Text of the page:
What The Walking Dead is doing isn’t just messing with the smaller details, but changing the main protagonists and everything with it. This isn’t the first alteration, given they killed Andrea very early in the show (and gave her role to Michonne), but this is probably the most extreme shift they (or anyone) has done.

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“You better get with Michonne like you didn’t with me, Rick.”

To explain why this is a big deal, let’s look at this through the eyes of another fandom, like Harry Potter.

Let’s say Netflix is going to adapt the seven books into a television series. Potterheads are excited because the movies cut out so much great material. Each season will cover a single book, starting with a mini-series for The Philosopher’s Stone.

The first episodes are an excellent adaptation, and overall fans are pleased. There are some changes to characters (a black Hermoine!), the trio adds a new friend (that fans adore), some new scenes enhance the story, etc., but nothing that can’t be tolerated.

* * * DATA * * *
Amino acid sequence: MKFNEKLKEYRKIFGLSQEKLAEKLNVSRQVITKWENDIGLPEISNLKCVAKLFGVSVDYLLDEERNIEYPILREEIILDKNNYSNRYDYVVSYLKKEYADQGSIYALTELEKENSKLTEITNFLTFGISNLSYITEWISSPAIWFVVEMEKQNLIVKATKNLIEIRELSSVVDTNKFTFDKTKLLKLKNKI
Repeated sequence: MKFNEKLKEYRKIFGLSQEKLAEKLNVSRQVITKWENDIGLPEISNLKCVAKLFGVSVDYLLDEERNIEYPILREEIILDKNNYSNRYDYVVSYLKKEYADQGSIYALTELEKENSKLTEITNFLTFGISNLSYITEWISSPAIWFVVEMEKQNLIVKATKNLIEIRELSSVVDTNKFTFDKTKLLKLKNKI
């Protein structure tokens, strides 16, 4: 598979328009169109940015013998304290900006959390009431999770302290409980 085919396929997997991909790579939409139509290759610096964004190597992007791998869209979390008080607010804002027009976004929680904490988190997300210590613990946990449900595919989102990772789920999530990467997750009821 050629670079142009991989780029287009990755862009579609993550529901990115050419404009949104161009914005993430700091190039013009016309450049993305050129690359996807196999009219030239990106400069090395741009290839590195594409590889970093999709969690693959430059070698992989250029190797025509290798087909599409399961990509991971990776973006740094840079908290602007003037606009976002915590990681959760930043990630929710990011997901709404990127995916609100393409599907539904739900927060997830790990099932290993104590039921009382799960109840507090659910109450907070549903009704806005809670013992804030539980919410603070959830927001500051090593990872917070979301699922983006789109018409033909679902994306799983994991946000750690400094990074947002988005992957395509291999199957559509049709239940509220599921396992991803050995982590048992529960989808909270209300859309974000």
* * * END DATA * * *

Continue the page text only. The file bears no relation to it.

Then the showrunners go way off script…

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I’d watch this show, and I know you would too.

Hermione Granger leaves Hogwarts at the end of “The Chamber of Secrets” and is never seen again. Much of her future role is given to Luna Lovegood (who’s brought into the show early, in “The Prisoner of Azkaban”).

Much of that 3rd season is a mess, as they jump back and forth with whole episodes focused on Peter Pettigrew and Voldemort while we don’t see the students. They even throw in some random plot in a magical town they made up for the show, where they suddenly kill off Percy Weasley.